• navyguy1990navyguy1990 Member Posts: 71
    I've tried my best to keep my '03 Passat, but the repairs were getting too expensive and too frequent. I've practically gave away my Passat on a trade for a new '13 Accord. Good bye Passat and this forum. Thank you all for your advices on maintaining my recently departed Passat. Good luck.
    Navy Guy
  • vwgrrrlvwgrrrl Member Posts: 19
    Navy Guy,

    I think it's great you kept your Passat that long. I have an '04 Passat GLS and I'm still in love with it. I know one day I will have to give "her" up but if I had money to burn, I'd keep it and restore her to all her glory. Although I must say, she looks pretty darn good for 9 years old. Best car I've ever owned! Best wishes with your new car :-)
    PS - They don't make VW's the way they used to.
  • bjssbjss Member Posts: 51
    Thanks for the final post Navy Guy - good luck with the Accord. I have been reading good news about them. I still have my 02 Wagon - but feel my day is coming as well. How many miles did you get out of her?
  • campermancamperman Member Posts: 53
    Smart Move, very smart move. As much as I like VW's I hated the Passat with a passion. You don't have to be a millionaire to own one but it would be a big help to maintain one. I will NEVER own another Passat.
  • beradberad Member Posts: 29
    Wondering if anyone might have some insight on something weird with my Passat. I started it in the drive in the morning and the engine started a rocking motion in a direction from the front passenger seat to the driver side headlamp. I took me a few moments realize something was wrong the check engine light was on and my 8 year old in the back seat was asking me why the car was shaking. I turned the car off waited a moment started it again and everything was totally normal. I had just scheduled to take it in next week because the rear passenger side door handle does not work from the outside. I have a 2010 Passat with just under 30K on the odometer. To date the door handle thing was the only problem this less than 3 year old car has had, however the engine anomaly has me a bit concerned especially if it happens again while I am driving.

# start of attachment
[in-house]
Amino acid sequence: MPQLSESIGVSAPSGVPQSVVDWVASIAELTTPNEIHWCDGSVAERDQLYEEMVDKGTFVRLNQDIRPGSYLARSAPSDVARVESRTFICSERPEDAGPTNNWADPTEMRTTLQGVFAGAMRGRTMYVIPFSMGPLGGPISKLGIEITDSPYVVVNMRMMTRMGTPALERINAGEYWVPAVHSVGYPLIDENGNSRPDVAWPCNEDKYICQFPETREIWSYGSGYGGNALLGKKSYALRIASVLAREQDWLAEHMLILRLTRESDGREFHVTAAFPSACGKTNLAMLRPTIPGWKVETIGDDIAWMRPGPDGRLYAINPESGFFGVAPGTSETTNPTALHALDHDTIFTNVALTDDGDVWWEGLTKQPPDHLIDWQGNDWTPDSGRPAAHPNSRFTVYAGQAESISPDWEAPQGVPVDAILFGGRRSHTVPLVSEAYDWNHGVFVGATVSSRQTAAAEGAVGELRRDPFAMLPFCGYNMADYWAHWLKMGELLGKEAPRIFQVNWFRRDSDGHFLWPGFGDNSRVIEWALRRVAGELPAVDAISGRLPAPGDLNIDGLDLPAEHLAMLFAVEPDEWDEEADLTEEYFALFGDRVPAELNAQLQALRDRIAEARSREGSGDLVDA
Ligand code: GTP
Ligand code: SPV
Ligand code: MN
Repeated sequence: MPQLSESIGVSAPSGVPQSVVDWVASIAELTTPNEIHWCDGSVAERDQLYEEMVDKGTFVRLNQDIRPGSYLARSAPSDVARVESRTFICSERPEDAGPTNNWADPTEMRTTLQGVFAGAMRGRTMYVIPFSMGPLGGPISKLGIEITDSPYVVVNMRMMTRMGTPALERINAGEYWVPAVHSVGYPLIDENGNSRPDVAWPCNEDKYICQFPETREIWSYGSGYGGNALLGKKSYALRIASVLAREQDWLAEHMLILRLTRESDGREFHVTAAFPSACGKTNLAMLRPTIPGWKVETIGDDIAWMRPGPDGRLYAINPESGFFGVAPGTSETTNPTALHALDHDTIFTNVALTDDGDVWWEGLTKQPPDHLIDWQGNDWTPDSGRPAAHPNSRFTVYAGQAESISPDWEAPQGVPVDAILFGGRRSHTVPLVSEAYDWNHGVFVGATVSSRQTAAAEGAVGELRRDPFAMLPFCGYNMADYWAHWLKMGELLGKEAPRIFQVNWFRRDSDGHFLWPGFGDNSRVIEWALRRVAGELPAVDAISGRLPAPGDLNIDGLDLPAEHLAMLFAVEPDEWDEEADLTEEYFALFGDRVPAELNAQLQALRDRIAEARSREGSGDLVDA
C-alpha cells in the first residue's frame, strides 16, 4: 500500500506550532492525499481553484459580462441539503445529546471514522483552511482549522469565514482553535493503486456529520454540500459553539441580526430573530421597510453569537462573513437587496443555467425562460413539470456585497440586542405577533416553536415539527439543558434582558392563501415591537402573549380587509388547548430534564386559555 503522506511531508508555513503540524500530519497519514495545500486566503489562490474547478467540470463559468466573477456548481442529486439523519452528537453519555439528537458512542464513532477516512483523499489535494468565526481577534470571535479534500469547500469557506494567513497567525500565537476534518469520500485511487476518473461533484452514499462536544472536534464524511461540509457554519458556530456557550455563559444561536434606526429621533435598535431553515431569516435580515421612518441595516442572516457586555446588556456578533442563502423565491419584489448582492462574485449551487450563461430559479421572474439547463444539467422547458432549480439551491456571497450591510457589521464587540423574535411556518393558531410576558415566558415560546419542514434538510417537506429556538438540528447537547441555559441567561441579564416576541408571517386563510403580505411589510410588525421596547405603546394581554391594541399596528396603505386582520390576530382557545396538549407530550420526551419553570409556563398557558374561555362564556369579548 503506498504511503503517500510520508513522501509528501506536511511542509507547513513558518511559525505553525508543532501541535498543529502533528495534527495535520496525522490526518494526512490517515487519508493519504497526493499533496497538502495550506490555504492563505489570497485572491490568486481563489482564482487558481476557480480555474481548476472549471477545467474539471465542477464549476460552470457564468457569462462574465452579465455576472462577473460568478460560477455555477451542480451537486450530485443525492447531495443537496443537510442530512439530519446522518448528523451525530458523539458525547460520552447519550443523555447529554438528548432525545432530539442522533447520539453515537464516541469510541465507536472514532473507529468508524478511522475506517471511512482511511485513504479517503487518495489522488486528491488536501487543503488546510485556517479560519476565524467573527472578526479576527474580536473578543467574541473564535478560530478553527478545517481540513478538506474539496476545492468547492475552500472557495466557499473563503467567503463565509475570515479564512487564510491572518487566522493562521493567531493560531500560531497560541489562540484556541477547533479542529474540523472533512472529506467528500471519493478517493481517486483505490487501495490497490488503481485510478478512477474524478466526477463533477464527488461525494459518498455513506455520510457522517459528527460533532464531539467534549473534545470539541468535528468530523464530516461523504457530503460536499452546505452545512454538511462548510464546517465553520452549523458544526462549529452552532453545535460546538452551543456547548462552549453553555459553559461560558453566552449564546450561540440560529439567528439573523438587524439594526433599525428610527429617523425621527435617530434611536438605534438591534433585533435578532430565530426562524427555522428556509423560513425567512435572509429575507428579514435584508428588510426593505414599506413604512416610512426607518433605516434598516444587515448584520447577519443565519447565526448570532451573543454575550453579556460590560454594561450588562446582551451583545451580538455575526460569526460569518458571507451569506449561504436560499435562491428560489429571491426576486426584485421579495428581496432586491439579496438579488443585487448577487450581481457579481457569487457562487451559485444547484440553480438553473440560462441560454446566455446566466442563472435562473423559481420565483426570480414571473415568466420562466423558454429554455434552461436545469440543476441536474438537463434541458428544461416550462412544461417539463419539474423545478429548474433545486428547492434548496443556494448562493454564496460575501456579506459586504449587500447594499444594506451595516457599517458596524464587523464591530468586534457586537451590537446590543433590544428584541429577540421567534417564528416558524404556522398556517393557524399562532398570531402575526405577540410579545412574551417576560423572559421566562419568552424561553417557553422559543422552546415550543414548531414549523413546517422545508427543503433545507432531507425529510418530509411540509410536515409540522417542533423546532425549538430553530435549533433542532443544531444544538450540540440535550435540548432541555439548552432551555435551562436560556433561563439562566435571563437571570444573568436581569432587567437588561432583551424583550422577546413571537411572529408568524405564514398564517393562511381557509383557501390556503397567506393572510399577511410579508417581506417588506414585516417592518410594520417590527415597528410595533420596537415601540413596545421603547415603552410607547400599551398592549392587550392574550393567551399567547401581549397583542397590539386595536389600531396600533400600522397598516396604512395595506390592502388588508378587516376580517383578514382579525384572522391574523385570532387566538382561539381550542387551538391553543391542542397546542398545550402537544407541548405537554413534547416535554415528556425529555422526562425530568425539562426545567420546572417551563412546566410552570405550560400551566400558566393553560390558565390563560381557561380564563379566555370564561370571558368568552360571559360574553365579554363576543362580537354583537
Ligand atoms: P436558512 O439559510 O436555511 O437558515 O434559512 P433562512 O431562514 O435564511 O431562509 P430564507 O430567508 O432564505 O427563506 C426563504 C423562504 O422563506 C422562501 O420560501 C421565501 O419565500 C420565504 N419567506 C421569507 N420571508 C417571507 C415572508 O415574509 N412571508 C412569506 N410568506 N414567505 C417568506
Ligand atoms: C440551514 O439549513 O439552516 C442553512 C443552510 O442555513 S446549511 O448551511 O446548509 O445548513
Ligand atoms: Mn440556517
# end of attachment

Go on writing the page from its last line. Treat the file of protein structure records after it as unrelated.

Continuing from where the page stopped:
Hopefully a code is stored for the dealer to find, but I hate problems that are anomalies. Any insight or experience is appreciated.
  • beradberad Member Posts: 29
    OK, I guess I will answer my own question here to hopefully help someone else. The problem was the intake manifold & that had to be replaced. I am sort of shocked to have such a big repair done under 30K miles.
  • 530ir1150r530ir1150r Member Posts: 263
    I'm only guessing, but two suggestions:
    Use synthetic oil, change at 5k mile intervals.
    Before turning the car off, drive slow enough to allow the turbo to spin down and cool off.
  • beradberad Member Posts: 29
    Thanks, I have been using synthetic from day 1. I have done some outside recon and the real problem is in the direct injection & the intake manifold design. Carbon just builds up in there. It does not seem to affect every car but once it starts it doesn't stop. Folks are adding catch cans and other stuff but you are going to wind up cleaning out or replacing the intake manifold every 25-30K miles. The Audi Q5 seems to suffer from this more than the VW brethren. After the dealer made the repair he swore it would never happen again (you can tell when a service writer is lying). I guess the old adage still hold true - You buy a toyota dealership to make money on sales you buy a vw dealer to make money on service
  • vwpassat2002vwpassat2002 Member Posts: 1
    Could you send me the info for the Houston independent VW-certified independent mechanic? I need someone to change brake pads and maybe some additional work on a 2001 Passat with over 130K miles. Thanks.
  • vwdawgvwdawg Member Posts: 162
    Hello All: 2002 Passat 1.8T with 113k miles. Upon acceleration, there is a slight slippage in the transmission...very annoying, particularly climbing a hill. After that, seems to get up to speed with no problem, and shifting is fine. I have noted a decrease in MPG, so I would guess there is some slipping at higher speeds as well. Do I recall that this is a "sealed transmission" with no dipstick? I am wondering if there has been some slight leakage of fluid over the years, and it is finally catching up to me. There must be a plug someplace which can be removed and used to top it off? I think that was the case with my 97 A4. Thoughts, anyone? Thanks... vwdawg
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  • saneesh8saneesh8 Member Posts: 1